Publishers have welcomed the government’s new export strategy, which challenges firms to see exports as a proportion of UK GDP rise from 30% to 35%.
The international trade secretary Liam Fox laid out the targets in a speech on Tuesday (21st August), saying that while the UK punched above its weight in exports, with the value of goods and services shipped out of the UK at a record high of £620bn last year, it also punched “significantly below” its potential.
“Exports represent 30% of our GDP, which is broadly similar to France, Italy and Canada, but substantially behind Germany. Given all (our) strengths, we should be at the top of this pack, not in the middle,” he said, adding that the UK should “set its sights high” upon leaving the European Union.
To help businesses up their export capabilities, Baroness Fairhead, Minister for Trade and Export Promotion, said the government would encourage and inspire firms that have not started to export, provide them with information, advice and practical assistance on exporting and connect them to overseas buyers and markets using its networks in the UK and overseas.
Fairhead also pledged to “place finance at the heart of our offer.”
Working with trade associations and other export support providers would be “critical” to the delivery of the export strategy, she added.
“Raising our exports as a share of GDP from 30% to 35% is a formidable challenge, but the world is calling out for the quality goods and services the UK provides. It’s an ideal time for us all to step up, work together, and answer that call,” she said.
The Publishers Association (PA) has welcomed the export target as “ambitious but achievable” if the government followed through on its pledged to engage support across Whitehall and business.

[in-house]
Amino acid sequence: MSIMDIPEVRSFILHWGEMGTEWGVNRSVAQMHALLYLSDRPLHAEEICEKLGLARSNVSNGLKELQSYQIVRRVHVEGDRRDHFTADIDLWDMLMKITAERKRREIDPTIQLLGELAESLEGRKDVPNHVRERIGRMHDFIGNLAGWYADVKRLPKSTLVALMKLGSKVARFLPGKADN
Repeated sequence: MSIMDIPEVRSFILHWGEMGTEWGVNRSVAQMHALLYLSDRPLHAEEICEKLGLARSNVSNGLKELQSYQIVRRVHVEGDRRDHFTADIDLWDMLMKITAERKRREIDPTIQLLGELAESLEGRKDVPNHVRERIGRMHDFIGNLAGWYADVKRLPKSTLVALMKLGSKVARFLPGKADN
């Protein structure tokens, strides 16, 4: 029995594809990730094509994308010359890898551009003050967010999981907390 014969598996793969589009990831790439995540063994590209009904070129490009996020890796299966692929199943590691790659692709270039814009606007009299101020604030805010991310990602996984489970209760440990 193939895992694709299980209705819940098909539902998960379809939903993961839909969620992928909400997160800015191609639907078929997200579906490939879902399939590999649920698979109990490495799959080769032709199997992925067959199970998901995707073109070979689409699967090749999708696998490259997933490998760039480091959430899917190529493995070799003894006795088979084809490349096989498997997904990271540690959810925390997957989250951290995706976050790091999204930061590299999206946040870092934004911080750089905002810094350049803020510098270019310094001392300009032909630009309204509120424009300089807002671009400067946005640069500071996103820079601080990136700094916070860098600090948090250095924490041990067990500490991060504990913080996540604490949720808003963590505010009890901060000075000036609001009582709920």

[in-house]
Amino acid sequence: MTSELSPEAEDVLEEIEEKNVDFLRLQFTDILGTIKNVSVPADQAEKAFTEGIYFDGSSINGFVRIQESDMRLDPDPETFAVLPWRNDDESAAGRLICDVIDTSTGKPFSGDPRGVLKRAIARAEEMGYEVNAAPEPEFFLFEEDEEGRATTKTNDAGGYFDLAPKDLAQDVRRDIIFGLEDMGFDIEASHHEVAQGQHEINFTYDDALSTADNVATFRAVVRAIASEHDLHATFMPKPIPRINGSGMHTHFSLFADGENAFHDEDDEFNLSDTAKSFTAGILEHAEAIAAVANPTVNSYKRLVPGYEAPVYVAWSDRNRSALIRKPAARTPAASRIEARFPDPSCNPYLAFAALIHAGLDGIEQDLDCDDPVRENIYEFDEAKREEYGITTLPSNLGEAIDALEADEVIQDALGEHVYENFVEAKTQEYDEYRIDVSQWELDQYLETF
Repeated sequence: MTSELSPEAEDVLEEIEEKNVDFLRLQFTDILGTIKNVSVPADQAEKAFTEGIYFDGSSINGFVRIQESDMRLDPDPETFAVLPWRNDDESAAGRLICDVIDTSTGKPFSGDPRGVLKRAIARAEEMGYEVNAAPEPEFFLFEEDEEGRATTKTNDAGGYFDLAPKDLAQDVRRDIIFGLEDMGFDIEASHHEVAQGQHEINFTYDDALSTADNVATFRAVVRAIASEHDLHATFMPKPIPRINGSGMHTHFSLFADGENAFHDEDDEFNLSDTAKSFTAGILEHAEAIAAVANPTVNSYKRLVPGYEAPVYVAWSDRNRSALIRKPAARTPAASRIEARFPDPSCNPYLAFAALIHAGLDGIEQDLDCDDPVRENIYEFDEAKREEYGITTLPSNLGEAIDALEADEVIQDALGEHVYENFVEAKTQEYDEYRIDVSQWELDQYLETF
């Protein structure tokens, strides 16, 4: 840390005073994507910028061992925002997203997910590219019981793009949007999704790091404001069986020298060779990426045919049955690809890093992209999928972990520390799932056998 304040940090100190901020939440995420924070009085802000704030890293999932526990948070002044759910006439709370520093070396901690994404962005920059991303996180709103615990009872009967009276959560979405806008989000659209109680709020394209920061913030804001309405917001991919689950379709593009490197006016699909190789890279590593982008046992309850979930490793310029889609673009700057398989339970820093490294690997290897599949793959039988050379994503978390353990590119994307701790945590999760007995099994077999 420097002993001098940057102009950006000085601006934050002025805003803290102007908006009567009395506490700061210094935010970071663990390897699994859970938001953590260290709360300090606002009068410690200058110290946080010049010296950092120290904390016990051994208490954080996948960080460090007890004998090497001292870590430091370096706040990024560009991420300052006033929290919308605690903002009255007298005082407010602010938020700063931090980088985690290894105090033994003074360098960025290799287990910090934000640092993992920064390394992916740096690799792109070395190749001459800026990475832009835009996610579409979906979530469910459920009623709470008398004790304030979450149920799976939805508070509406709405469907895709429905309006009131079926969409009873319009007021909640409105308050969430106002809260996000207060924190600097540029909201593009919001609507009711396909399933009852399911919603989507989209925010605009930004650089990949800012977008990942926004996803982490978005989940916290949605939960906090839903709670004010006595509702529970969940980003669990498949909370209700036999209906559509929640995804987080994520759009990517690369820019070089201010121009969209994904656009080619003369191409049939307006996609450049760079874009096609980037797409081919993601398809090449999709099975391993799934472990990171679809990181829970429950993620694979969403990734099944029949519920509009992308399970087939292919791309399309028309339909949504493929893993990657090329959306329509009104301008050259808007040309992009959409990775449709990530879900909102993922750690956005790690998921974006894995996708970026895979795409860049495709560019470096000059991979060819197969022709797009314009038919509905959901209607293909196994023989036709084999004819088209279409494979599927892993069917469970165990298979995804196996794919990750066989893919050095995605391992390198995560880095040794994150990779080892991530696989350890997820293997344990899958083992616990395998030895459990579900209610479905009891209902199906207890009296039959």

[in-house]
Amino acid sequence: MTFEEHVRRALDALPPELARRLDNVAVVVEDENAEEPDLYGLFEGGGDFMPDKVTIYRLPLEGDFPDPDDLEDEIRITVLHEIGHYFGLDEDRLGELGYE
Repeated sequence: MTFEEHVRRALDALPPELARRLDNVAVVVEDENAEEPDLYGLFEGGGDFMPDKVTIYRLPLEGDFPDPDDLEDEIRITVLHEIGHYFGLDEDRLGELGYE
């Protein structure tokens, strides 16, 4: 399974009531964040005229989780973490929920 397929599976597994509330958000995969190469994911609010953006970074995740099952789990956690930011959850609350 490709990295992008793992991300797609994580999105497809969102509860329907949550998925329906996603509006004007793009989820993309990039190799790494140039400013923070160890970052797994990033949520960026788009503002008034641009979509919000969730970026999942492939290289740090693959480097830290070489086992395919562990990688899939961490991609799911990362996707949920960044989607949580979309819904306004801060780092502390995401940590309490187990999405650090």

“UK publishing is a model of export success and with 60% of industry revenues now coming from overseas publishers understand the potential and the challenges of broad international markets,” Stephen Lotinga, c.e.o. of the PA said.
The focus on practical support for SMEs was welcome for small publishers along with the commitment to continuing the vital support they receive from the Tradeshow Access Programme (TAP) funding.
However, Lotinga added: “While the government’s commitment to work with trade associations is also welcome, this engagement must be meaningful and with a practical focus on enhancing and enforcing the IP rights that so many UK exporters depend on.”
The Federation of Small Businesses praised the government’s export aspiration but said more financial incentives, such as grants and "export vouchers", were needed which small companies could use to invest in things such as translation services or market research.
Publishers’ export sales were up 8% in 2017 to £3.4bn, accounting for 60% of total sales, according to the PA's annual Yearbook. The fall in the value of the pound after the UK’s decision to Brexit in June 2016 has helped UK businesses’ wares seem cheaper and more attractive to foreign buyers, including publishers' IP. However, speaking last month, Lotinga said another reason for publishers’ success overseas was UK creators’ IP being “in demand around the world”.
Altogether Europe accounted for 36% of the invoiced value of exports in 2017, down from 39% in 2013. East/South Asia saw its share of exports increase from 15% to 18% between 2013 and 2017, with the Other Americas share up from 5% to 8%. North America and Africa Sub-Sahara’s shares each fell by 1% point over the same period, while the Middle East/ North Africa and Australasia maintained 14% and 9% shares respectively.
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